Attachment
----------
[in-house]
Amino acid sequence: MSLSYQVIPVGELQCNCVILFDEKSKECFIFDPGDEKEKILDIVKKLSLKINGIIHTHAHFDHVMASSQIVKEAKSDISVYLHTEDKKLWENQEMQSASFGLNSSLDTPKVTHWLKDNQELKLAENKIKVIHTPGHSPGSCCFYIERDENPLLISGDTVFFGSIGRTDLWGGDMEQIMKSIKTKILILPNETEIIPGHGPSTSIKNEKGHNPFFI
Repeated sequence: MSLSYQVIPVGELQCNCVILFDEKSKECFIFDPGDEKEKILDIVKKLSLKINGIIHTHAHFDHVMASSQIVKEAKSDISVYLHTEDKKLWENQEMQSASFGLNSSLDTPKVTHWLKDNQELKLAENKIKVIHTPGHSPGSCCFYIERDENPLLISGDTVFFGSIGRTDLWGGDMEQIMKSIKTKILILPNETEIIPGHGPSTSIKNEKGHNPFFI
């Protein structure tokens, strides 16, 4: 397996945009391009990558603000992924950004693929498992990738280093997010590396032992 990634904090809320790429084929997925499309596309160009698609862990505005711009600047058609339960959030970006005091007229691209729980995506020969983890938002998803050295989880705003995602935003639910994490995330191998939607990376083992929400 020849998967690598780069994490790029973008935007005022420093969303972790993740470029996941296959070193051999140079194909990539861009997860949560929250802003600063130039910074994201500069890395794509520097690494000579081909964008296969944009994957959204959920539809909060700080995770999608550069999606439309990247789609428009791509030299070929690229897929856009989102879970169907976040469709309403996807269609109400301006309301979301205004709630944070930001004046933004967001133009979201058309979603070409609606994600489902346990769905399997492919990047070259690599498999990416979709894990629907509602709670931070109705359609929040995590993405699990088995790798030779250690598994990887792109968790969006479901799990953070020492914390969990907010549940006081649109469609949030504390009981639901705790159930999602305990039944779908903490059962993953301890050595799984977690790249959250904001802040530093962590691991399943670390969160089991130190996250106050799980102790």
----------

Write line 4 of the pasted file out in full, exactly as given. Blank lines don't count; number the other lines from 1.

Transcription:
């Protein structure tokens, strides 16, 4: 397996945009391009990558603000992924950004693929498992990738280093997010590396032992 990634904090809320790429084929997925499309596309160009698609862990505005711009600047058609339960959030970006005091007229691209729980995506020969983890938002998803050295989880705003995602935003639910994490995330191998939607990376083992929400 020849998967690598780069994490790029973008935007005022420093969303972790993740470029996941296959070193051999140079194909990539861009997860949560929250802003600063130039910074994201500069890395794509520097690494000579081909964008296969944009994957959204959920539809909060700080995770999608550069999606439309990247789609428009791509030299070929690229897929856009989102879970169907976040469709309403996807269609109400301006309301979301205004709630944070930001004046933004967001133009979201058309979603070409609606994600489902346990769905399997492919990047070259690599498999990416979709894990629907509602709670931070109705359609929040995590993405699990088995790798030779250690598994990887792109968790969006479901799990953070020492914390969990907010549940006081649109469609949030504390009981639901705790159930999602305990039944779908903490059962993953301890050595799984977690790249959250904001802040530093962590691991399943670390969160089991130190996250106050799980102790």